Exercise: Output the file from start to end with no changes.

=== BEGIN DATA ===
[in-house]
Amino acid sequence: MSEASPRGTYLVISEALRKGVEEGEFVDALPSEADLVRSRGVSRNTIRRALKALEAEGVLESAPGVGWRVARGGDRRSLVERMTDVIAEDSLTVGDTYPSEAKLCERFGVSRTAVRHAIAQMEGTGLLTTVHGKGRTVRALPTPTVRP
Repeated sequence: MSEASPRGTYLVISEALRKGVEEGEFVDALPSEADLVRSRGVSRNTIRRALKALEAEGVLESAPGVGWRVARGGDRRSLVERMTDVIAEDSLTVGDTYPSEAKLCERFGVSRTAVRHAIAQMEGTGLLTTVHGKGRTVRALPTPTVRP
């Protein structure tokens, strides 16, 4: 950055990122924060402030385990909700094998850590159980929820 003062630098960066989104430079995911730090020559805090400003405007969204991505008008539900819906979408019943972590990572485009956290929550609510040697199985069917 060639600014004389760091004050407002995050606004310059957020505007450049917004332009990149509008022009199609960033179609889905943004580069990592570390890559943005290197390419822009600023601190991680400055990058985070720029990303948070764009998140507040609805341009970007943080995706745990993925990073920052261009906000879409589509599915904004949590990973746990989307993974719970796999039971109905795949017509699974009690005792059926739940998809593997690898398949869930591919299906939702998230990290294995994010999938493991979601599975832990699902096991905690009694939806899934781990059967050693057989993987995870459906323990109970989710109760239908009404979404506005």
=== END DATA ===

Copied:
[in-house]
Amino acid sequence: MSEASPRGTYLVISEALRKGVEEGEFVDALPSEADLVRSRGVSRNTIRRALKALEAEGVLESAPGVGWRVARGGDRRSLVERMTDVIAEDSLTVGDTYPSEAKLCERFGVSRTAVRHAIAQMEGTGLLTTVHGKGRTVRALPTPTVRP
Repeated sequence: MSEASPRGTYLVISEALRKGVEEGEFVDALPSEADLVRSRGVSRNTIRRALKALEAEGVLESAPGVGWRVARGGDRRSLVERMTDVIAEDSLTVGDTYPSEAKLCERFGVSRTAVRHAIAQMEGTGLLTTVHGKGRTVRALPTPTVRP
């Protein structure tokens, strides 16, 4: 950055990122924060402030385990909700094998850590159980929820 003062630098960066989104430079995911730090020559805090400003405007969204991505008008539900819906979408019943972590990572485009956290929550609510040697199985069917 060639600014004389760091004050407002995050606004310059957020505007450049917004332009990149509008022009199609960033179609889905943004580069990592570390890559943005290197390419822009600023601190991680400055990058985070720029990303948070764009998140507040609805341009970007943080995706745990993925990073920052261009906000879409589509599915904004949590990973746990989307993974719970796999039971109905795949017509699974009690005792059926739940998809593997690898398949869930591919299906939702998230990290294995994010999938493991979601599975832990699902096991905690009694939806899934781990059967050693057989993987995870459906323990109970989710109760239908009404979404506005």